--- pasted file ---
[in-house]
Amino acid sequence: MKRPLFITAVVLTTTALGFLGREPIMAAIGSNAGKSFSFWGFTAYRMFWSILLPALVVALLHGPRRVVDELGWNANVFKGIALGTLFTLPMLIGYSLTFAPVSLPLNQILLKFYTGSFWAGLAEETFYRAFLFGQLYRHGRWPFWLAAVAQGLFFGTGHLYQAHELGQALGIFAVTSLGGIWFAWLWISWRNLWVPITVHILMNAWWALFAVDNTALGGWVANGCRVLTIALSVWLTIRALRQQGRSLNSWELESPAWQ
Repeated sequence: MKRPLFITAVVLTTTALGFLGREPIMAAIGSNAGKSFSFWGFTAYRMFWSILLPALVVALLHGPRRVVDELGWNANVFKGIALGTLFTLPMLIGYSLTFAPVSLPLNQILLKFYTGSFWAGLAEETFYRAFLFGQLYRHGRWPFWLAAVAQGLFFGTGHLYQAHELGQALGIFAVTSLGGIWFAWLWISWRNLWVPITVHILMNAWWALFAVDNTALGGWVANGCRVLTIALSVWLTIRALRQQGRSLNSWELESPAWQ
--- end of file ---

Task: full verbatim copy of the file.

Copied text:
[in-house]
Amino acid sequence: MKRPLFITAVVLTTTALGFLGREPIMAAIGSNAGKSFSFWGFTAYRMFWSILLPALVVALLHGPRRVVDELGWNANVFKGIALGTLFTLPMLIGYSLTFAPVSLPLNQILLKFYTGSFWAGLAEETFYRAFLFGQLYRHGRWPFWLAAVAQGLFFGTGHLYQAHELGQALGIFAVTSLGGIWFAWLWISWRNLWVPITVHILMNAWWALFAVDNTALGGWVANGCRVLTIALSVWLTIRALRQQGRSLNSWELESPAWQ
Repeated sequence: MKRPLFITAVVLTTTALGFLGREPIMAAIGSNAGKSFSFWGFTAYRMFWSILLPALVVALLHGPRRVVDELGWNANVFKGIALGTLFTLPMLIGYSLTFAPVSLPLNQILLKFYTGSFWAGLAEETFYRAFLFGQLYRHGRWPFWLAAVAQGLFFGTGHLYQAHELGQALGIFAVTSLGGIWFAWLWISWRNLWVPITVHILMNAWWALFAVDNTALGGWVANGCRVLTIALSVWLTIRALRQQGRSLNSWELESPAWQ